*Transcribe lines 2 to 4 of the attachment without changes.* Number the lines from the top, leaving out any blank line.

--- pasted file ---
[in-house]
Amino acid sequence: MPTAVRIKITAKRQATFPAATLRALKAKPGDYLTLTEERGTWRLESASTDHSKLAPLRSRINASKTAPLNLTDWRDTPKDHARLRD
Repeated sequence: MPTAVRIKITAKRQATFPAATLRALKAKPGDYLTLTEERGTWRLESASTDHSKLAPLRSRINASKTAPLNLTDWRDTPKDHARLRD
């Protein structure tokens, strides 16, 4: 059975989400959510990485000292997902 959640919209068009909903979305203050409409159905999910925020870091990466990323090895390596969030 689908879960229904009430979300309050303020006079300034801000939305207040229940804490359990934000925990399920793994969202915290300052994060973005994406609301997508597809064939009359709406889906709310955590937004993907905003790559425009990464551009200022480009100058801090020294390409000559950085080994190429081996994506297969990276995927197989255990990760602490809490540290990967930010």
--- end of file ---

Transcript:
Amino acid sequence: MPTAVRIKITAKRQATFPAATLRALKAKPGDYLTLTEERGTWRLESASTDHSKLAPLRSRINASKTAPLNLTDWRDTPKDHARLRD
Repeated sequence: MPTAVRIKITAKRQATFPAATLRALKAKPGDYLTLTEERGTWRLESASTDHSKLAPLRSRINASKTAPLNLTDWRDTPKDHARLRD
């Protein structure tokens, strides 16, 4: 059975989400959510990485000292997902 959640919209068009909903979305203050409409159905999910925020870091990466990323090895390596969030 689908879960229904009430979300309050303020006079300034801000939305207040229940804490359990934000925990399920793994969202915290300052994060973005994406609301997508597809064939009359709406889906709310955590937004993907905003790559425009990464551009200022480009100058801090020294390409000559950085080994190429081996994506297969990276995927197989255990990760602490809490540290990967930010």